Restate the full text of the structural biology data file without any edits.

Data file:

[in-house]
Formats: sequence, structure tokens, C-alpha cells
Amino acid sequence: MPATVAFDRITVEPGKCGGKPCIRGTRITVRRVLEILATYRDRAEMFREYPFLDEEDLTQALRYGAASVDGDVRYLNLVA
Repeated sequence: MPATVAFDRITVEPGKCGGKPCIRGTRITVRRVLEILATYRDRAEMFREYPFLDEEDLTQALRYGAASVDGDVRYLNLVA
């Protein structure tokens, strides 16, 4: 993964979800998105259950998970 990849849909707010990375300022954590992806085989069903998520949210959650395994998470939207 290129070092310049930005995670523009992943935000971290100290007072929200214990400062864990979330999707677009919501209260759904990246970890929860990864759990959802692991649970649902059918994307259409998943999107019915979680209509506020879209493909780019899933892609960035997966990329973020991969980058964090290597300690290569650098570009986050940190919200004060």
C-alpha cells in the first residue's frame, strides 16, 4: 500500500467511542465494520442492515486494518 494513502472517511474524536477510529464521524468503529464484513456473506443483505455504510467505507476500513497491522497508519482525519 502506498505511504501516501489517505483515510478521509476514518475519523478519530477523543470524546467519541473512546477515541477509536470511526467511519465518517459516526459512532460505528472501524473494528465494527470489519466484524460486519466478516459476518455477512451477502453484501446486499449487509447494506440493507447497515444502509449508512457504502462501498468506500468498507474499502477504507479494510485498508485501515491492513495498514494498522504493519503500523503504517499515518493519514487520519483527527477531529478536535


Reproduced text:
[in-house]
Formats: sequence, structure tokens, C-alpha cells
Amino acid sequence: MPATVAFDRITVEPGKCGGKPCIRGTRITVRRVLEILATYRDRAEMFREYPFLDEEDLTQALRYGAASVDGDVRYLNLVA
Repeated sequence: MPATVAFDRITVEPGKCGGKPCIRGTRITVRRVLEILATYRDRAEMFREYPFLDEEDLTQALRYGAASVDGDVRYLNLVA
């Protein structure tokens, strides 16, 4: 993964979800998105259950998970 990849849909707010990375300022954590992806085989069903998520949210959650395994998470939207 290129070092310049930005995670523009992943935000971290100290007072929200214990400062864990979330999707677009919501209260759904990246970890929860990864759990959802692991649970649902059918994307259409998943999107019915979680209509506020879209493909780019899933892609960035997966990329973020991969980058964090290597300690290569650098570009986050940190919200004060």
C-alpha cells in the first residue's frame, strides 16, 4: 500500500467511542465494520442492515486494518 494513502472517511474524536477510529464521524468503529464484513456473506443483505455504510467505507476500513497491522497508519482525519 502506498505511504501516501489517505483515510478521509476514518475519523478519530477523543470524546467519541473512546477515541477509536470511526467511519465518517459516526459512532460505528472501524473494528465494527470489519466484524460486519466478516459476518455477512451477502453484501446486499449487509447494506440493507447497515444502509449508512457504502462501498468506500468498507474499502477504507479494510485498508485501515491492513495498514494498522504493519503500523503504517499515518493519514487520519483527527477531529478536535